by Jack Russillo
The attorney for Jeff Nelson, an Auburn police officer charged with second-degree murder and first-degree assault for the killing of Jesse Sarey in Auburn in May 2019, filed a motion to change judges in the case.
King County Superior Court Judge Veronica Galván currently presides over the case, which is the first that involves a police officer who has been charged with murder since Initiative 940 (I-940) was enacted in 2018. I-940 changed the legal standard for criminally prosecuting police officers in instances of deadly force. The new legal standard focuses on whether the officer acted reasonably or in “good faith.” In other words, a jury must decide whether an objective, similarly-situated, and reasonable officer would believe that the use of deadly force was necessary to prevent death or serious injury to the officer or another individual.
King County Deputy Attorneys Mark Larson and Kathleen Van Olst and three other investigative experts determined that Nelson’s “actions fail to meet this ‘good faith’ standard required by Washington State law” and that “there is probable cause to support the charges being brought against Jeffrey Nelson.”
“I can’t believe that [the defense] would think that [Nelson] could not commit a crime or that he is not a risk,” said Elaine Simons, Sarey’s foster mother. “He killed three people — why are you not saying that he’s a threat to society? He killed three people.”
After reviewing facts of the case, King County Superior Court Judge Catherine Shaffer, on August 20, summoned Nelson into court to answer to his alleged charges. The order for summons was made instead of a warrant for Nelson’s arrest, but it also stipulated that he surrender his firearms and concealed gun license.
Four days later, at Nelson’s arraignment at the Maleng Regional Justice Center (MRJC) in Kent on August 24, Galván set Nelson’s bail at $500,000. Nelson posted bail the same day and has been on house arrest since then. His next scheduled hearing is September 22 at the MRJC.
Alan Harvey, Nelson’s attorney, declared multiple arguments for a “change of judge for actual prejudice and/or disqualification.” According to Harvey, at Nelson’s arraignment, Galván was “provided with no new facts to support an imposition of bail” by Larson. Harvey contended that “Judge Galván was provided only facts that would support release upon personal recognizance.”
Harvey asserted that Larson provided no additional evidence at the arraignment that Nelson should be considered a flight risk, that he’s a risk to commit a violent offense, or that he will tamper with witnesses or evidence related to the case. If facts were presented or Nelson was determined to be “a threat to the administration of justice” in any way, that would have been enough evidence to support a request for bail.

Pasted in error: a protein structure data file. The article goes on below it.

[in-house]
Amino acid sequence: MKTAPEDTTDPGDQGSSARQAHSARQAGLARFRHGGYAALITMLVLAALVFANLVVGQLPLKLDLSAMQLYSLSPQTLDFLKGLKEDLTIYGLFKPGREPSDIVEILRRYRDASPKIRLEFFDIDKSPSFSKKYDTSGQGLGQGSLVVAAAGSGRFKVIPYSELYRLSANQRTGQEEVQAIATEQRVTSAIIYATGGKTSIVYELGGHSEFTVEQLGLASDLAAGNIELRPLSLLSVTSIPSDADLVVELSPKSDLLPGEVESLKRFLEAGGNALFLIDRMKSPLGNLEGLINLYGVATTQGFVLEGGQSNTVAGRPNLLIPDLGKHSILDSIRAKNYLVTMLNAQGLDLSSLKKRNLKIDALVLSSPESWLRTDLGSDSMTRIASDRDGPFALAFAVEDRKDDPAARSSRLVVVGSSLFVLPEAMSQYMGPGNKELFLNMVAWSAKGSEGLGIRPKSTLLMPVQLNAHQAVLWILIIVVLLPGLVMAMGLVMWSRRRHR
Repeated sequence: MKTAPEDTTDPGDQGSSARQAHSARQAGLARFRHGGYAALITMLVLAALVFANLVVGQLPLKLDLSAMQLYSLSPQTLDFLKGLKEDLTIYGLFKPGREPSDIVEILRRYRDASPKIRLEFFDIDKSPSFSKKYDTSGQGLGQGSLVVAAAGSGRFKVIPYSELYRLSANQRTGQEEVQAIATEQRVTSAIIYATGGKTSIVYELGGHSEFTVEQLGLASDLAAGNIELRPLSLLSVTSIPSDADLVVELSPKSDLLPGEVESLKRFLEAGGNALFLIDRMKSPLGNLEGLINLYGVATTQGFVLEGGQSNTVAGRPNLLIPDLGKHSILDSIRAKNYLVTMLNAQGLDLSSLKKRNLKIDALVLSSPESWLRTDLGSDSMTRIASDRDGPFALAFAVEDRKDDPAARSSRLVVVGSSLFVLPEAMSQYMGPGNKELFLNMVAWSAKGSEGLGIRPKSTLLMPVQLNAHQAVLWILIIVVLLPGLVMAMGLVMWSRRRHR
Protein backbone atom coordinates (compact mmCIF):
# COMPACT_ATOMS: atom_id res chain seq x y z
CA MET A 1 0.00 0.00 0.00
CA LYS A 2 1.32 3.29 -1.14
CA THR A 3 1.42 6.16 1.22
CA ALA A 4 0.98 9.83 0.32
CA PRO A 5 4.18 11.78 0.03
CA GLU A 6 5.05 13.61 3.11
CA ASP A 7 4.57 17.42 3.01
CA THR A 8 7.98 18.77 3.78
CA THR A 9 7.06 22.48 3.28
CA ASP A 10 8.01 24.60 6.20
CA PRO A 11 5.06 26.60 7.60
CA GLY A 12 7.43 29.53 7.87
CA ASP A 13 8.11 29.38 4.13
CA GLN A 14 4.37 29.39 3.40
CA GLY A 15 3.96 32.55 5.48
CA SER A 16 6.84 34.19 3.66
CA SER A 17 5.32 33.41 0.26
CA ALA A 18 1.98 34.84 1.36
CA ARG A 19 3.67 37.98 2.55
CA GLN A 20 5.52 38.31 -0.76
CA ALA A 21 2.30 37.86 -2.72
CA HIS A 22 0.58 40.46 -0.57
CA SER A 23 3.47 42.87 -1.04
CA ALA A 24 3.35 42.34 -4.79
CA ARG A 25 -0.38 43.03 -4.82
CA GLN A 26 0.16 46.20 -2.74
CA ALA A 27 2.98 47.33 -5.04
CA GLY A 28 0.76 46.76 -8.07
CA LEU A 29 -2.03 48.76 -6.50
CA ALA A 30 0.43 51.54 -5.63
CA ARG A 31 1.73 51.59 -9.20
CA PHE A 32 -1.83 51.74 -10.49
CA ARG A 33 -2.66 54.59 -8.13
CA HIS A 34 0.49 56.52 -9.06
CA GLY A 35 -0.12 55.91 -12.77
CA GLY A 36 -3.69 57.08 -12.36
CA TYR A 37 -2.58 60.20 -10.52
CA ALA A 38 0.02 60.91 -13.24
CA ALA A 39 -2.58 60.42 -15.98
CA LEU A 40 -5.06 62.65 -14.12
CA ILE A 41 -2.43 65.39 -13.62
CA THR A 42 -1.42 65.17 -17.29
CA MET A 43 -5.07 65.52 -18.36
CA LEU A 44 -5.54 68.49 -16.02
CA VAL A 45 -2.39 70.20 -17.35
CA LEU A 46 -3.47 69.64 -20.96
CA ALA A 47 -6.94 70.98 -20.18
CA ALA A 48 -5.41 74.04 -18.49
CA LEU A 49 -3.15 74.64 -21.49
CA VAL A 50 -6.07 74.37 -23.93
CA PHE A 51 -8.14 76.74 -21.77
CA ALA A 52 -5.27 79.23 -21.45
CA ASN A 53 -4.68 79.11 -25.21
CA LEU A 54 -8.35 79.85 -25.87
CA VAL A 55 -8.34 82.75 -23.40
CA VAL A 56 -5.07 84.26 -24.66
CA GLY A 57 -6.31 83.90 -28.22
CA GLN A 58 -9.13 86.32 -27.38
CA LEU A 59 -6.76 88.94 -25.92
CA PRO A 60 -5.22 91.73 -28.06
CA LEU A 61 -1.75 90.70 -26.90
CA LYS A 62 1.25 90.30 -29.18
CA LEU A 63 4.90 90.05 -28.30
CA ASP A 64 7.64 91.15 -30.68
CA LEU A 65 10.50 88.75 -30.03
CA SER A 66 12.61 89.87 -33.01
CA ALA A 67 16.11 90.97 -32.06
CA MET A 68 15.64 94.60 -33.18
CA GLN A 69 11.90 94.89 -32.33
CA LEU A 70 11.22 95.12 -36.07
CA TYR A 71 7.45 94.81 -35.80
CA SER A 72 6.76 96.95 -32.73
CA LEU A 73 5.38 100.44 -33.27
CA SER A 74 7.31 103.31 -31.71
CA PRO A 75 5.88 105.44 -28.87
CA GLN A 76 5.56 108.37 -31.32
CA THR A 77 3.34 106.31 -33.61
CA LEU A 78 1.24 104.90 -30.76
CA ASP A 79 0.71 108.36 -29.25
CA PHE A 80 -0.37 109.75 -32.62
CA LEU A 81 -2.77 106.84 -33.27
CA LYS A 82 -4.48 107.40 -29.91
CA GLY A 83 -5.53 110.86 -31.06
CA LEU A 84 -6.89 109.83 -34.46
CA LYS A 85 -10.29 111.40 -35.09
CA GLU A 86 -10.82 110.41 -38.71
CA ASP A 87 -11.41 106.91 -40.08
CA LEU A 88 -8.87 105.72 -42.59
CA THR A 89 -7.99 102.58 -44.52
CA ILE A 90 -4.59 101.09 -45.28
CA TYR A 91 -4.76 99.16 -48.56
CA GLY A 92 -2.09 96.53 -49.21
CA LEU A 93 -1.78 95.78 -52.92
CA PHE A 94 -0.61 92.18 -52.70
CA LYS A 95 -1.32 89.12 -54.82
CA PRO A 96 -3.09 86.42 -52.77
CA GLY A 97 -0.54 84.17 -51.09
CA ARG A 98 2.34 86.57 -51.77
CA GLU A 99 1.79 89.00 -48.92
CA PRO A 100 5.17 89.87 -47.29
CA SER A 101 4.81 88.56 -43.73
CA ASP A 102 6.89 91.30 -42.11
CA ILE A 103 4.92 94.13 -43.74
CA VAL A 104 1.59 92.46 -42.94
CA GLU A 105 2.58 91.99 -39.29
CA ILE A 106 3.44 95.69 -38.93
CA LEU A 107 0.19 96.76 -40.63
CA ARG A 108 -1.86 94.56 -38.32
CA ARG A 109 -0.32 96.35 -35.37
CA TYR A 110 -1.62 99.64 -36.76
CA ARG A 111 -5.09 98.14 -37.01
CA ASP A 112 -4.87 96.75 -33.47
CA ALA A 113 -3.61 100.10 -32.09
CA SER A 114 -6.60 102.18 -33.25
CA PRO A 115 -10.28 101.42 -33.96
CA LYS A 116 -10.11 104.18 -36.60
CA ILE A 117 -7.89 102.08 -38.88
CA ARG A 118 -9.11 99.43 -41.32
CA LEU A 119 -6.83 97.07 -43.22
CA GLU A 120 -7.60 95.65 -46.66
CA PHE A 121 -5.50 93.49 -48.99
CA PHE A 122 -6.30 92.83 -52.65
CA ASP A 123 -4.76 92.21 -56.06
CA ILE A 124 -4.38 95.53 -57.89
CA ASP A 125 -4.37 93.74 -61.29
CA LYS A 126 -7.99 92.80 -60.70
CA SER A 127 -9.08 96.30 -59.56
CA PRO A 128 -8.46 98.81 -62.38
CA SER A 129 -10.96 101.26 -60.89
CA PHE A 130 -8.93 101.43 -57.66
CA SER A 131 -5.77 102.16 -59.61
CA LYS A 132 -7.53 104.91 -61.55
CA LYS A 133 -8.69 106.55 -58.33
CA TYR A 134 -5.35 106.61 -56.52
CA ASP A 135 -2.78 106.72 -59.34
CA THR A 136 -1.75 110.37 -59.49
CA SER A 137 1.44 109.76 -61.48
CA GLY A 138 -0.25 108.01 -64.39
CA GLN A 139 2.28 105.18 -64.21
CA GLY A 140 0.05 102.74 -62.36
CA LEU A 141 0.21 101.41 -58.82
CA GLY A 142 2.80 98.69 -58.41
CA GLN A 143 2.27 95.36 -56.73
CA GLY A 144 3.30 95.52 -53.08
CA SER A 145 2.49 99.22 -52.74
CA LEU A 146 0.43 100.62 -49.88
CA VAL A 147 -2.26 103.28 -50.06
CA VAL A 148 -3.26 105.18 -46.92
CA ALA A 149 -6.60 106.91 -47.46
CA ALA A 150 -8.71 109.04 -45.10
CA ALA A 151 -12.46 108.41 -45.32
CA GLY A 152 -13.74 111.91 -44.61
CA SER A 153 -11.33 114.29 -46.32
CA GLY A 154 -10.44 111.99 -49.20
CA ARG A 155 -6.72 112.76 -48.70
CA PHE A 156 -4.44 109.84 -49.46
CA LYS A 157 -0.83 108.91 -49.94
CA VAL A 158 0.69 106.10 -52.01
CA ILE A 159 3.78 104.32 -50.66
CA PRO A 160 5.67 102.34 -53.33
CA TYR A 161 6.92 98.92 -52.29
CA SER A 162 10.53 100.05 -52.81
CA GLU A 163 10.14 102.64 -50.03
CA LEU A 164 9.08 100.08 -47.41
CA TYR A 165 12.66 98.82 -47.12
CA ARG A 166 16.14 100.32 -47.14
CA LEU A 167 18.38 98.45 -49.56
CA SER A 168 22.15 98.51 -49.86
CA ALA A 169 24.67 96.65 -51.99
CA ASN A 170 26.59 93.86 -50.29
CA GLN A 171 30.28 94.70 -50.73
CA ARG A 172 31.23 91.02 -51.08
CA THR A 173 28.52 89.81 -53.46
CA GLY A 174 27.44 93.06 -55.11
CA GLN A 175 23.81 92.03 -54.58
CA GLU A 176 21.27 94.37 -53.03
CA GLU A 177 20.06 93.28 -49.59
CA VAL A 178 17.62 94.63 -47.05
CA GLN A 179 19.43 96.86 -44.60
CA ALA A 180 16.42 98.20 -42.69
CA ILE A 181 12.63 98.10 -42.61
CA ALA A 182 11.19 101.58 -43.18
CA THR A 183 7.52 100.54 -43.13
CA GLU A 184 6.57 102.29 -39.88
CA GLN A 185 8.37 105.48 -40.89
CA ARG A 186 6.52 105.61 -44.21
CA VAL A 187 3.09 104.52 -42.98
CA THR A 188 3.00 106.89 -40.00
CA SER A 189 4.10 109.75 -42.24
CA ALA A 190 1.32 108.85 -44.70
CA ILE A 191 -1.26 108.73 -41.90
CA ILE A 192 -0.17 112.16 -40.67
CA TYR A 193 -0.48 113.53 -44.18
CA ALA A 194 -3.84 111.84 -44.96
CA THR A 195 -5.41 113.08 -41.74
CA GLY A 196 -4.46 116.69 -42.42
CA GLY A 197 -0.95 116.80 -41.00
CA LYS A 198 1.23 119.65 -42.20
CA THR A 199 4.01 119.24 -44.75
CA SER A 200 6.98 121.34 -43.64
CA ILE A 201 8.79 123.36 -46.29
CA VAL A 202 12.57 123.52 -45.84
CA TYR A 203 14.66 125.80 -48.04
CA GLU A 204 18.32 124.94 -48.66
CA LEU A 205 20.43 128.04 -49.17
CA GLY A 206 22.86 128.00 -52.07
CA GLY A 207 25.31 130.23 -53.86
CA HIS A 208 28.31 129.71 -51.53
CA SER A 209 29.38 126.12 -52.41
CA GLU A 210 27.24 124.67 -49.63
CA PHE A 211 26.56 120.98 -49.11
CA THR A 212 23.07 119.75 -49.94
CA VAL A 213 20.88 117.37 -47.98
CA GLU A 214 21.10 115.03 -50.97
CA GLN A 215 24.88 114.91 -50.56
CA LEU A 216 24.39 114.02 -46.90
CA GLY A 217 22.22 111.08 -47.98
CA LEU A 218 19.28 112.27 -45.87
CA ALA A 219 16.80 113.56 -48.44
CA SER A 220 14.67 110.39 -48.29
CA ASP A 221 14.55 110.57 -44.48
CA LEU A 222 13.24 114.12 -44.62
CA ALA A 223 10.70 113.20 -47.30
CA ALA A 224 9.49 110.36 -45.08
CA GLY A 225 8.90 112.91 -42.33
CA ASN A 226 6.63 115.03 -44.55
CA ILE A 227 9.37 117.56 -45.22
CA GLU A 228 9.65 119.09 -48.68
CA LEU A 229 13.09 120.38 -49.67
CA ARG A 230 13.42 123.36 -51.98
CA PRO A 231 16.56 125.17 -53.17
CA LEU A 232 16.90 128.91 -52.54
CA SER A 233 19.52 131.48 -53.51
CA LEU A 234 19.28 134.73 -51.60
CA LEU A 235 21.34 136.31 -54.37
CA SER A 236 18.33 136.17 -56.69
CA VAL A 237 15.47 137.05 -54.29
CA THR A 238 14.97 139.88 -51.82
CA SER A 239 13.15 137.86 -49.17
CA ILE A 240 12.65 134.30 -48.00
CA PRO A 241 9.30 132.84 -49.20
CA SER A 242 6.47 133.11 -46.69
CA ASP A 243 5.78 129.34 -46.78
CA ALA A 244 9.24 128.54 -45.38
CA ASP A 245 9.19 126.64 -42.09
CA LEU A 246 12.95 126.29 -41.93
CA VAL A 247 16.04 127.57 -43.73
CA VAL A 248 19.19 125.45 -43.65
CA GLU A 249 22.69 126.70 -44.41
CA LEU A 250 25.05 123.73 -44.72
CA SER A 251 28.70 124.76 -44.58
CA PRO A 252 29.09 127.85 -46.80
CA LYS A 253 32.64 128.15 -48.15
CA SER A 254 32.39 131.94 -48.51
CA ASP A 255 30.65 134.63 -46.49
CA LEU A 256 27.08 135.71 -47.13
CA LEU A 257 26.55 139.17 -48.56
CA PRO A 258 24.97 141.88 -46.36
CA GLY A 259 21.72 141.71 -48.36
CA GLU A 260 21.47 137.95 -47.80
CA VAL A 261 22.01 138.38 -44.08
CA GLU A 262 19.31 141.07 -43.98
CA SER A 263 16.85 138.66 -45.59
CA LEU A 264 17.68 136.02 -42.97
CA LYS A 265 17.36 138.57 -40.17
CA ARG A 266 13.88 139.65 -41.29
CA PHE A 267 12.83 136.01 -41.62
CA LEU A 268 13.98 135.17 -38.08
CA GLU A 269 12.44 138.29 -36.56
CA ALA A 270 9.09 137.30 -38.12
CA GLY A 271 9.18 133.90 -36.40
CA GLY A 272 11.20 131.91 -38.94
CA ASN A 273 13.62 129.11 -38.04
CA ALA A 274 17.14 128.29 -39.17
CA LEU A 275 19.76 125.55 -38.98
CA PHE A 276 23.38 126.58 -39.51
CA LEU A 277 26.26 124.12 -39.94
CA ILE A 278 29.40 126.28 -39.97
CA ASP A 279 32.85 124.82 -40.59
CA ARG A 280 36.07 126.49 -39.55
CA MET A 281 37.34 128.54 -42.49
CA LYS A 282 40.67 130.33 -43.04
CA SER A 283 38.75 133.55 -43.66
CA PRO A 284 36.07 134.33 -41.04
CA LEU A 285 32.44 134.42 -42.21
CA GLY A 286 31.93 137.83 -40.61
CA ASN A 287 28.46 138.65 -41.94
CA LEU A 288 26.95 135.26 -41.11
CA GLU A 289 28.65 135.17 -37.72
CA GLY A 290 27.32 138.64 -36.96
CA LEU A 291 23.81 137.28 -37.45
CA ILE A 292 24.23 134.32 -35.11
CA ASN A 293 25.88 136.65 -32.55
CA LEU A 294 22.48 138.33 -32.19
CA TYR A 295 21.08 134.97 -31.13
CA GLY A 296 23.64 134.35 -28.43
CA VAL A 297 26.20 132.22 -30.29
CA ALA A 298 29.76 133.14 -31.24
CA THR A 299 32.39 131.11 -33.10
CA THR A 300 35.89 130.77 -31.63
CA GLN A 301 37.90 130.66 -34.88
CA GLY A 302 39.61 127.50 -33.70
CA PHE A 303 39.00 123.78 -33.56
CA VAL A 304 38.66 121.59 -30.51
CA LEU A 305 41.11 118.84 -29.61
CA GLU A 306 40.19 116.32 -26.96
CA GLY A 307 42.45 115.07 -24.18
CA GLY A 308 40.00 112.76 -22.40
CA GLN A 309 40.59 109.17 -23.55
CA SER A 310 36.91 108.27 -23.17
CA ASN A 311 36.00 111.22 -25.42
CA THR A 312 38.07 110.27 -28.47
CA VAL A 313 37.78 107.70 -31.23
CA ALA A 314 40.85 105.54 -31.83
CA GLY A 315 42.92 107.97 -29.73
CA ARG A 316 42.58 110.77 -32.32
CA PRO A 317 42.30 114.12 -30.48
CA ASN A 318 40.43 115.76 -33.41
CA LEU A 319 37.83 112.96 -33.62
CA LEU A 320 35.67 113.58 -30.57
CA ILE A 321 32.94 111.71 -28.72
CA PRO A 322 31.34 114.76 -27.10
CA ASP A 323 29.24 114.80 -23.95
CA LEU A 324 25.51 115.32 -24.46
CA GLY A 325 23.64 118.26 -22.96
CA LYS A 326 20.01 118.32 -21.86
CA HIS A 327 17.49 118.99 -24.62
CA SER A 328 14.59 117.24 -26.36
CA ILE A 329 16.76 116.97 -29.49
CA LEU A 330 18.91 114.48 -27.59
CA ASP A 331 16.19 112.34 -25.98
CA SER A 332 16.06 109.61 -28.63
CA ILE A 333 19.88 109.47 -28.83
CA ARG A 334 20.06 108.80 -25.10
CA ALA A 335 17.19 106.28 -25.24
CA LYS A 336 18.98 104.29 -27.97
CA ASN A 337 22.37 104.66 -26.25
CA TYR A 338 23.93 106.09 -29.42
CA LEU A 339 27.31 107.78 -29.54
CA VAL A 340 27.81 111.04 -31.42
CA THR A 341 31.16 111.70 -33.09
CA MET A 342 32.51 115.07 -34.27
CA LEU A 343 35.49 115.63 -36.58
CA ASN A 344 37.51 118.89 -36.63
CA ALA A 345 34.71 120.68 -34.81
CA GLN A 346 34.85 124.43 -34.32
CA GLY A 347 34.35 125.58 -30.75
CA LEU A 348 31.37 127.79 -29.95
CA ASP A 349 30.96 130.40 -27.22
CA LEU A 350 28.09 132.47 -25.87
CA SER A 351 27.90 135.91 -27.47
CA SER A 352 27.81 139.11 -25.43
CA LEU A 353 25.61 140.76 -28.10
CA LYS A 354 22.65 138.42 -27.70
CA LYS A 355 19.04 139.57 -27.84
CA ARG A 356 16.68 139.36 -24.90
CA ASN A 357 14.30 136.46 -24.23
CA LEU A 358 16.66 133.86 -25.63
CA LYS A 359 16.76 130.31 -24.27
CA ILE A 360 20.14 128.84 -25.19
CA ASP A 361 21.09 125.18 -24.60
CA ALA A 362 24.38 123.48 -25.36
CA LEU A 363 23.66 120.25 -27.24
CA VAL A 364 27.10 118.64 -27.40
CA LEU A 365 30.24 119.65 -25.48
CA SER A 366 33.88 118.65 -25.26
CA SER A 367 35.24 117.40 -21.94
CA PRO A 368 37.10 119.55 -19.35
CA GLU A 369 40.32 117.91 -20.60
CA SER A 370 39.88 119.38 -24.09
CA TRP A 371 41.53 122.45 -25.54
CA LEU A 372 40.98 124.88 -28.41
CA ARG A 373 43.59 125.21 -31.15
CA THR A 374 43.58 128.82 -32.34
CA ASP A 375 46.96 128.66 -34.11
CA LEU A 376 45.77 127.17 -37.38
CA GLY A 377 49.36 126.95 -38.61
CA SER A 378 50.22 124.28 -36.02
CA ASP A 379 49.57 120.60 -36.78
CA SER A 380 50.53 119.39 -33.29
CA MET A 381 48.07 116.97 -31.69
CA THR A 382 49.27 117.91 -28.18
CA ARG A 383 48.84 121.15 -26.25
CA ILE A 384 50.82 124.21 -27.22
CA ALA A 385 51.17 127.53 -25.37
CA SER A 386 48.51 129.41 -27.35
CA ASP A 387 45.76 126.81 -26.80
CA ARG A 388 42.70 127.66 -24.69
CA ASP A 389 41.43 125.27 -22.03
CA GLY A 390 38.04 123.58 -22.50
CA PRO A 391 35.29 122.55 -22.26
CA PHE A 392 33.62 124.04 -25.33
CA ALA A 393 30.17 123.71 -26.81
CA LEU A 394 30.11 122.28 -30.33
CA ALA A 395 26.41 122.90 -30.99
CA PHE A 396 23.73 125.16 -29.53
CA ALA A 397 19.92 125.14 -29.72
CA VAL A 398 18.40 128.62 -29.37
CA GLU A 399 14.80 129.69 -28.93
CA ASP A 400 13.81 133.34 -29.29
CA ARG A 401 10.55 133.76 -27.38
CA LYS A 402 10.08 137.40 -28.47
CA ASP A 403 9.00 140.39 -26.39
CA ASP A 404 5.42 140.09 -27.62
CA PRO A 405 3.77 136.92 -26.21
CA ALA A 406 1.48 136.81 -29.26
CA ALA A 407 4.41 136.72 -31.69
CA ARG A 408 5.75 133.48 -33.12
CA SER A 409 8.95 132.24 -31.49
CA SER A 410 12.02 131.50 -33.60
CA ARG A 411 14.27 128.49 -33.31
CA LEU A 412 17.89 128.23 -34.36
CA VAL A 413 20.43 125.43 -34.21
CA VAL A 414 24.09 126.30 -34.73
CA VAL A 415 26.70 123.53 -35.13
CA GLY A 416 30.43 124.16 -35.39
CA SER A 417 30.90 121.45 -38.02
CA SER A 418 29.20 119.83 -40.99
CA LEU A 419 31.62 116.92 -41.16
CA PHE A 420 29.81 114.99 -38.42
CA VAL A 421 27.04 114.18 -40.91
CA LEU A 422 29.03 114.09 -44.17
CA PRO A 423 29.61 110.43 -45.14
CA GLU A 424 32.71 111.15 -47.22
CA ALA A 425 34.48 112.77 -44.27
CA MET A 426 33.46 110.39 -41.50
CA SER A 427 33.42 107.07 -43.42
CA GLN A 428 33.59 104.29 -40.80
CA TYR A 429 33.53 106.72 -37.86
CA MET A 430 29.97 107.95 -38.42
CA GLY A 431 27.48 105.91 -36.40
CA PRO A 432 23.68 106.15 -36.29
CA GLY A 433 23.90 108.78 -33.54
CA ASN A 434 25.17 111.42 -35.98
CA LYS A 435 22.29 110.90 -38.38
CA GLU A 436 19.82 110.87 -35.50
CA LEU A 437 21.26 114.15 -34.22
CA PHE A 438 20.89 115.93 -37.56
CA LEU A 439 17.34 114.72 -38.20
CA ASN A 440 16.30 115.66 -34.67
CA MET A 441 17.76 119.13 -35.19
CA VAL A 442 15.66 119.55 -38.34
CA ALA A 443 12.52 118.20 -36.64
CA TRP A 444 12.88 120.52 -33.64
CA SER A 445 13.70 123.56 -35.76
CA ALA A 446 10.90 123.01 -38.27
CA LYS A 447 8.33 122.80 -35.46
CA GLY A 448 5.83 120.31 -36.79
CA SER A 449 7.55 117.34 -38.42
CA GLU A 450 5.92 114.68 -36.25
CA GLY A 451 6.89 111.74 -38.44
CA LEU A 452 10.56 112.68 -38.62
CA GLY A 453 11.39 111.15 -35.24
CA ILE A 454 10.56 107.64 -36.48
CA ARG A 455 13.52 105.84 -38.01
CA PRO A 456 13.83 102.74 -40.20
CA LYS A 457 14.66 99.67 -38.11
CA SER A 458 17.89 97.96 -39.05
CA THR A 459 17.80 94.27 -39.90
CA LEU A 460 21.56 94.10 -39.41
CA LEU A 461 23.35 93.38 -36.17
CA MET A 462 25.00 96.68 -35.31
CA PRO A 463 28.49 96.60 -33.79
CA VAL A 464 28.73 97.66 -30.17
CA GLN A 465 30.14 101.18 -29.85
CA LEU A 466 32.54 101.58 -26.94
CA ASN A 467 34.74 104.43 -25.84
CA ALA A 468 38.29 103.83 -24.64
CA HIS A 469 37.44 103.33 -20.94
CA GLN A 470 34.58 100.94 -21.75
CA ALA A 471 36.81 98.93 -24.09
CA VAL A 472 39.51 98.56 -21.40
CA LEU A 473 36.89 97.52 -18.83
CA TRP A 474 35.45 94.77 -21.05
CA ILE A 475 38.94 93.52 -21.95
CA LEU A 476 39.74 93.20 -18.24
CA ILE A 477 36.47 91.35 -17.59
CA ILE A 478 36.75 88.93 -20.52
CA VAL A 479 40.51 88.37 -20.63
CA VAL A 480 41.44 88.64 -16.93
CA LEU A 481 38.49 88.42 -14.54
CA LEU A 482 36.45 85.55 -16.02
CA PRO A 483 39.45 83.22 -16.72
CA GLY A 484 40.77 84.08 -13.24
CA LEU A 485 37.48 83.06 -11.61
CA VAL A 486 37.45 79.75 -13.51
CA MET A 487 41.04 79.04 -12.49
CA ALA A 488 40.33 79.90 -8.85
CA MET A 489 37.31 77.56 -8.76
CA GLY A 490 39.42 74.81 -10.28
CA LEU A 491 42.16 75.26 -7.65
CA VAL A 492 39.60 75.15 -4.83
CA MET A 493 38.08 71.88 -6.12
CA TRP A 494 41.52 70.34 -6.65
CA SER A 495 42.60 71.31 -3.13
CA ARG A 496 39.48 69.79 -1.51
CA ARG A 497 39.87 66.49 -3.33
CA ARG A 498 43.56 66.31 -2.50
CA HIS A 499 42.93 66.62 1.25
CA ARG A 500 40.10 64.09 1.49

“There is no evidence to support a request for bail under this rule, provided that Officer Nelson is not working in law enforcement as an officer,” court documents signed by Larson say.
Harvey’s motion to change judges also took issue with Galván’s statement at the arraignment involving “intentional murder,” asserting that the phrase “is not supported by the filing of a murder in the second degree as currently charged.” Second-degree murder is defined in Washington State as “intent to cause the death of another person but without premeditation.”
“The fact of the matter is that [Nelson] has been charged with intentional murder,” Galván said at the arraignment. “We cannot escape that no matter what his profession is. The idea that merely wearing a uniform means that he cannot be violent in any other circumstance is not an argument that sits well with this court. The court finds that due to the nature of the charge, that he represents a flight risk. He is no longer under investigation, he is now charged with murder. There is a big difference there. The state finds that he is of substantial likelihood of committing a violent offense because of the nature of the allegations here are such cause for concern.”
In other recent cases concerning second-degree murder around King County, Ronald Mitchell and Michael Lee Banks, among others, were held in lieu of $2 million bail for their second-degree murder charges.
Elsewhere in the country, Derek Chauvin, the former Minneapolis police officer who killed George Floyd in May, is being held at $1.25 million bail. In 2019 in Florida, former Palm Beach Gardens police officer Nouman Raja’s bail was initially set at $250,000 before he was convicted of murdering Corey Jones and sentenced to 25 years in prison. He was the first on-duty officer to be convicted of murder in Florida in 30 years.
“I just want to stay focused on justice for Jesse,” said Simons. “As long as we can all remember that’s what this is about — that this is a murder trial. This is about something that’s going to set precedent for other impacted families. That’s what this is about: getting justice.”
Editor’s Note: An earlier version of this article stated that Jeff Nelson had not posted bail following his arraignment. The article was updated on 9/15/20, the same day as its original publication, to correct the error.
Jack Russillo has been reporting in Western Washington since 2013. He covers the environment, social justice, and other topics that affect a sustainable and equitable future. He currently lives in Seattle’s Beacon Hill neighborhood.
Featured Image: King County Superior Court Judge Veronica Galván at Jeff Nelson’s arraignment on August 24. (Photo by Jack Russillo)